A road at the centre of a ‘human safari’ scandal in the Andaman Islands is still open, exactly ten years after India’s Supreme Court ordered its closure.
The Andaman Trunk Road (ATR) cuts through the reserve of the Jarawa tribe, and has been internationally condemned for facilitating their exploitation.
The practise of ‘human safaris’, in which tourists are promised the chance to ‘spot’ the Jarawa as if they were animals in a park, was first exposed by Survival, the NGO which campaigns for the rights of tribal people, in 2010.
The findings revealed how biscuits and sweets were thrown from vehicles on the road to lure the Jarawa closer.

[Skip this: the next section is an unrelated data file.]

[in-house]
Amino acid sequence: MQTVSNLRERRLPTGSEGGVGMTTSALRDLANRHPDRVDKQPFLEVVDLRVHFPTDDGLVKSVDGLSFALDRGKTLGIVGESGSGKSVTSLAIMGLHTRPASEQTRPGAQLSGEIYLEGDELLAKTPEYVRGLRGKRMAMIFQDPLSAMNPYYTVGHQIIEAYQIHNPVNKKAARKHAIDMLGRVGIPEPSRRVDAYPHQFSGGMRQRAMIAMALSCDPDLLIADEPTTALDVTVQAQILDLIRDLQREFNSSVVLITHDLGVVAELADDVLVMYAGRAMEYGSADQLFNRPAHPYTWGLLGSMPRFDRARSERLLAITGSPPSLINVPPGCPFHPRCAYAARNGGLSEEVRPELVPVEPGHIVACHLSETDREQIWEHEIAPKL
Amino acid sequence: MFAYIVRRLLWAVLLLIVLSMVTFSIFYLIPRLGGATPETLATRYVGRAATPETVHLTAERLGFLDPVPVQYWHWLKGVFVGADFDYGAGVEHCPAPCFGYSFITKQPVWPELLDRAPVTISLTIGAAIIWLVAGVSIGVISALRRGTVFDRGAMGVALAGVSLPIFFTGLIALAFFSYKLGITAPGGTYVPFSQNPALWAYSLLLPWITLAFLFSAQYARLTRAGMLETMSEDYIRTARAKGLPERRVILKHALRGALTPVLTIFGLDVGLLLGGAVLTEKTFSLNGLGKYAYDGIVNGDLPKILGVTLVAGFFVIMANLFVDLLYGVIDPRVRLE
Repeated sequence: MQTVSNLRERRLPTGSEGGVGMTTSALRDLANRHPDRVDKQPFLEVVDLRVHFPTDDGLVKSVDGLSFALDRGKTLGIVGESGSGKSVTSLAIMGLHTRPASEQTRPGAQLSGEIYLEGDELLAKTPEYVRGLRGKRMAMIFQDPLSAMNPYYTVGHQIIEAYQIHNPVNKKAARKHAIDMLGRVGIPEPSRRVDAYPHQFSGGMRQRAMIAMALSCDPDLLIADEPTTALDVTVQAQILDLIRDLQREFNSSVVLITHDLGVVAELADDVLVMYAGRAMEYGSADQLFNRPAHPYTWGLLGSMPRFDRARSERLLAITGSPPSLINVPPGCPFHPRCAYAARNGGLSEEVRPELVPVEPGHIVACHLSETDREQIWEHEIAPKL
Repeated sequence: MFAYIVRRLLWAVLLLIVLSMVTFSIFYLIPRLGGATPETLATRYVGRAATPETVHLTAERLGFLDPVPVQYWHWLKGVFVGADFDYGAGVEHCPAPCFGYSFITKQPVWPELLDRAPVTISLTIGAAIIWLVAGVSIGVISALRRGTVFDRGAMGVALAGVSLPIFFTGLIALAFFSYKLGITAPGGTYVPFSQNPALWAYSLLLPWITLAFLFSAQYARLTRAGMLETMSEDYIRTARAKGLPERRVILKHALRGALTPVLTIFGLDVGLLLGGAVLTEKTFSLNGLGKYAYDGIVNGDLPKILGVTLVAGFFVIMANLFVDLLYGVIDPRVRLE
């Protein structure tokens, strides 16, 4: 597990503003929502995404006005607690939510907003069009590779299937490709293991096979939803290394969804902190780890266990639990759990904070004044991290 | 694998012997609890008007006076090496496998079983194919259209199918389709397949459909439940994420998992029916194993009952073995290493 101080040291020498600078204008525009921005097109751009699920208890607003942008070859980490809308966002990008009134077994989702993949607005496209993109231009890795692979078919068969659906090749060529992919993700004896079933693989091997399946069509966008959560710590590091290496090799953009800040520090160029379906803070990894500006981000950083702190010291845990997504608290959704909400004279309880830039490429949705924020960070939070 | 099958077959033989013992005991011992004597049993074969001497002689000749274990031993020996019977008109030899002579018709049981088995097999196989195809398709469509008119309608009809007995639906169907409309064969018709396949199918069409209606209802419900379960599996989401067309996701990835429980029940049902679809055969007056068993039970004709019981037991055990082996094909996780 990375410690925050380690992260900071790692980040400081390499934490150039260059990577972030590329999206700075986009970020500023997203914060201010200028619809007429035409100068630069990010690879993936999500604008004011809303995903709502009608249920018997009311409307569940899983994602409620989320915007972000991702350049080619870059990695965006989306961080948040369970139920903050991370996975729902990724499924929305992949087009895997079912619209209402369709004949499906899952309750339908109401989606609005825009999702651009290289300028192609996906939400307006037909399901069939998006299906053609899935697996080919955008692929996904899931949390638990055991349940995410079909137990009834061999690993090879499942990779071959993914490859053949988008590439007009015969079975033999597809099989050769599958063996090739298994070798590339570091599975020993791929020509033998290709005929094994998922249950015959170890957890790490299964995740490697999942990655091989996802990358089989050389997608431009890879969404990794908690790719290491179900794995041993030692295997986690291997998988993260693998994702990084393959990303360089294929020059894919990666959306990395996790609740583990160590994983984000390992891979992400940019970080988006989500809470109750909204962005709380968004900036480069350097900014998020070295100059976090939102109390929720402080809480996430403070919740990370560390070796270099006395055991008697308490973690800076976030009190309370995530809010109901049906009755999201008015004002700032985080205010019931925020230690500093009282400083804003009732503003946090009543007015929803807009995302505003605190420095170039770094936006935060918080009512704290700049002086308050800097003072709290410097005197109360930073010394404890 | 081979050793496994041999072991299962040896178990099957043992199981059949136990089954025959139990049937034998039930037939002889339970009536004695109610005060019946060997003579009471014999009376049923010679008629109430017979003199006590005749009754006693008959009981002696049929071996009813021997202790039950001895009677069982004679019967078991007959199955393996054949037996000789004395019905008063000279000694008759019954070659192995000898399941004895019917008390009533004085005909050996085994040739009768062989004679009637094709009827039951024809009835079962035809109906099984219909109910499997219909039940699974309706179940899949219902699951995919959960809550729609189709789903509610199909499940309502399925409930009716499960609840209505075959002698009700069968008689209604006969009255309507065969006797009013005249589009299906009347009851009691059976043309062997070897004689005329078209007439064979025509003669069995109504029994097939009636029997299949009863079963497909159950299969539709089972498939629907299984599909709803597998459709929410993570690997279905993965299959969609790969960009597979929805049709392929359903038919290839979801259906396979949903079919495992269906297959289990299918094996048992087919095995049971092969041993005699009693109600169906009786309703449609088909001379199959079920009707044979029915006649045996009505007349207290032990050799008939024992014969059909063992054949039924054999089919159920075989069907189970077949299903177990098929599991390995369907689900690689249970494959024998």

Since then, the UK’s Observer newspaper has revealed how tourists and police have been caught entering the reserve to watch and film the tribe.
India’s Supreme Court ordered the Andaman administration to close the ATR in May 2002. The Islands’ authorities have refused.
Senior Survival campaigner Sophie Grig has flown to the Andamans to call for the road to be closed, and an alternative route established.
Survival’s Director Stephen Corry said today (3 May), "The Andaman authorities might be putting measures in place to try to control the use of the road, but it is clear that these measures don’t get to the root of the issue. The fact is 250 vehicles are still entering the reserve on a daily basis. The only way of ensuring the Jarawa are free to choose their way of life for themselves is by closing this illegal road."